The 39 Steps at Actors' Playhouse crams an entire film onto the stage

Alfred Hitchcock's 1935 film The 39 Steps set the template for the innocent-everyman-caught-in-a-deadly-conspiracy plot line that has permeated Hollywood thrillers to this day. And no one did it better than Hitch. So it seemed only natural to bring to the stage the story of a man sucked into a world of intrigue, betrayal, femmes fatales, and chase scenes. Throw in some jokes, inventive set pieces, and high jinks, and you have The 39 Steps the farce: a witty and fast-paced version of the masterpiece.

Adapted for the stage by Patrick Barlow and directed by the Orlando Shakespeare Theater's Jim Helsinger, this mostly enjoyable mishmash of comedic shtick, kinetic energy, and inventive stagecraft features a talented four-member cast playing 150 characters.

Exhausted by the tedious and angst-filled news of elections and war rumors, ordinary guy and proper Englishman Richard Hannay (Michael Frederic) decides he's had enough and goes out one night to do something "completely mindless and trivial." Of course, he ends up going to the theater.

There he meets a mysterious and beautiful woman with a thick German accent (Deanna Gibson) who might or might not have fired a gun in a crowd (the audience says she did, but Hannay is never sure). The woman begs Richard to take her home. She soon reveals she's being followed by two shady, cigarette-smoking characters in dark trench coats and fedoras. Hannay reluctantly allows her to stay the night. The next morning, he finds her dead with a knife in her back and a map clutched in her hand. So begins Hannay's harrowing trek to clear his name and uncover a massive conspiracy set in motion by the German woman's furtive words: "The 39 steps..."

The rest of The 39 Steps is a sometimes-mystifying yet wholly original comedy/spy thriller with shadowy villains, Nazi baddies, colorful characters, speeding trains, double-crosses, and hit-and-miss comedy. Those familiar with Hitchcock's film will find it easier to follow the plot, but because most of the lines are taken straight from the screenplay, you won't miss much if you've never seen the movie. And, as it is with anything involving Hitchcock, the mystery doesn't completely reveal itself until the very end.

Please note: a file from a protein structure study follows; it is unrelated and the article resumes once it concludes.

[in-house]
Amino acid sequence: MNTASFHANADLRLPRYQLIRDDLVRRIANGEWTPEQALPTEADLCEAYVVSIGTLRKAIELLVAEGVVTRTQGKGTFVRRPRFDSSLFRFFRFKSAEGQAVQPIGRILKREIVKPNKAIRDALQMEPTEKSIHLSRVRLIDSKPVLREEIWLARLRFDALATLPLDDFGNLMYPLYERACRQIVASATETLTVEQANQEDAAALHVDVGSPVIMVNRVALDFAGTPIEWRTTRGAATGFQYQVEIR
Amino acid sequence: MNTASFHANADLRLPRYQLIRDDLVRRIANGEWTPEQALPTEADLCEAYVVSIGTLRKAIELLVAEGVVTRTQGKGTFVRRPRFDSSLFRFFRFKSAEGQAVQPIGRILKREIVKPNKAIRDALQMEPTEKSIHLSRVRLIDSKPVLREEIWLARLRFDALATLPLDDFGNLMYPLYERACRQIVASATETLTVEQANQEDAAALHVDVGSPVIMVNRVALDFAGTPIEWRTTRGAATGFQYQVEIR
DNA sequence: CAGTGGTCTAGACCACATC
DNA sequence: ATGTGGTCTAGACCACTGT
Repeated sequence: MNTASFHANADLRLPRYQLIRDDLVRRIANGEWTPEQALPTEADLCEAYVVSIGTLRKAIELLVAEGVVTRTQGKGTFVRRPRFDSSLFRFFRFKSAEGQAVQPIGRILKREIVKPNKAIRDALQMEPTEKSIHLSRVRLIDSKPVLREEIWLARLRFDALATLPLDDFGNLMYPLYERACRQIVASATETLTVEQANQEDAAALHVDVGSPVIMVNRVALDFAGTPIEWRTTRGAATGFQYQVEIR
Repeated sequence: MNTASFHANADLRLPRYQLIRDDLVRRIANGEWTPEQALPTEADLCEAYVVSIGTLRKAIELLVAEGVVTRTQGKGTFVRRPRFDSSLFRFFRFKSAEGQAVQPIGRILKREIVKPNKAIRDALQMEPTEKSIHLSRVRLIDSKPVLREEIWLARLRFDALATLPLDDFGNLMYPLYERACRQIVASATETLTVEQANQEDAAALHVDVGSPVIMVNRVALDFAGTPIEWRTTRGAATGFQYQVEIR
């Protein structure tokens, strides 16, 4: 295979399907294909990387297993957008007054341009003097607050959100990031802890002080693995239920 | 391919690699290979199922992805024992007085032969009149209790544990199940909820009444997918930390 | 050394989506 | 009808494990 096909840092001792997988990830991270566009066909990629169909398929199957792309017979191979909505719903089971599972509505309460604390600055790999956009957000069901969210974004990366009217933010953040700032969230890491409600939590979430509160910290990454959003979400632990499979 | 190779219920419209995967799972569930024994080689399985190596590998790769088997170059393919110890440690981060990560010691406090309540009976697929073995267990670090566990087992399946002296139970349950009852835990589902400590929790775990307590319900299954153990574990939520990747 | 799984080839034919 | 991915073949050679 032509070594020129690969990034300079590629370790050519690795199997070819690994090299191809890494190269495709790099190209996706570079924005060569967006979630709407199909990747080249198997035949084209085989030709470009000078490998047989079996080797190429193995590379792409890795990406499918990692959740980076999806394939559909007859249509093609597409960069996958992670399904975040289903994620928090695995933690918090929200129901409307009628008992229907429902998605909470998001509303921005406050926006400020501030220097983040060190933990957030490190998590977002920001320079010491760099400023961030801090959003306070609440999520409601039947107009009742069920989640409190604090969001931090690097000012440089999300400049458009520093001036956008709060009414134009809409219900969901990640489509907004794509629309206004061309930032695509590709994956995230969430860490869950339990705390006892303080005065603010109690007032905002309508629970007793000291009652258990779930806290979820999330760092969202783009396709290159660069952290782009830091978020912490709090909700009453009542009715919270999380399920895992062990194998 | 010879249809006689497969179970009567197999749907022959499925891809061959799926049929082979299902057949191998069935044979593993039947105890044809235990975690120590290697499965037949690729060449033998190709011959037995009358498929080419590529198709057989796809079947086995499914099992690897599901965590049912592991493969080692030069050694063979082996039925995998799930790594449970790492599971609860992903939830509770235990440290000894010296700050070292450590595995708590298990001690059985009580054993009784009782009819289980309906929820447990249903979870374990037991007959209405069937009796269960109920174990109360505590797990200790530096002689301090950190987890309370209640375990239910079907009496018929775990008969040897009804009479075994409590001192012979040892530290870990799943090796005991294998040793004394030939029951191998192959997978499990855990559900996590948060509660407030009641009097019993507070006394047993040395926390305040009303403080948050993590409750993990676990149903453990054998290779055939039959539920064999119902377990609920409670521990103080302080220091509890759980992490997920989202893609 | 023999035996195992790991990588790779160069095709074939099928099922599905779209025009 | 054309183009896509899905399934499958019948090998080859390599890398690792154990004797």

Though the film is not a comedy, the stage version of The 39 Steps is complete farce. And it works well without ever losing track of its spy-thriller plot line.

The exact adaptation presents something of a challenge, however, and this is where the play falls short. The film, for as much as it is a classic, is a shade too long and lags in certain spots. Naturally, so does the play, which tries to cram the entire film onto the stage and suffers as a result.

Lost in the frenzy of quick-witted one-liners and rapid wardrobe and character changes is a script that hampers its talented cast. Some jokes work thanks to the fine performances, while others seem clichéd and obvious. The running gag in which the actors face the crowd with shocked expressions whenever the words the 39 steps are uttered becomes tired.

Michael Frederic is hilarious as Richard Hannay. He seems straight out of a '30s British film, with his pencil-thin mustache, self-assured speech, arched eyebrow, and polite English-chap demeanor. Frederic plays Hannay with tongue firmly in cheek, and his energy and charisma make you root for ol' Hannay to unravel the mystery and get the girl. Frederic's finest moments come when his character is being chased and he's forced to improvise a getaway. When Hannay falls from a bridge into a lake, Frederic brings the house down with his slapstick.

Deanna Gibson delivers a standout performance, jumping from one impossible accent (German) to another (Scottish) for her three characters. The sole woman in the cast, she seems to be the glue that holds it all together.

Much of the energy comes from actors Brad Deplanche and Brandon Roberts, who play most of the minor characters and bounce from scene to scene with breakneck comedic timing. They don wigs and hats and leap through wardrobes and accents seemingly in the blink of an eye.

Ray Recht's uncomplicated, stripped-down set and Patrick Tennent's lighting complement Britt Sandusky's sound design and visual effects, which include fog machines and plenty of shadows. The set itself transforms as quickly as the actors, with baggage trunks turning into tables and train cars, and chairs morphing into getaway cars.

The 39 Steps would be better served if its story were as simple as its set design.

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Chris Joseph

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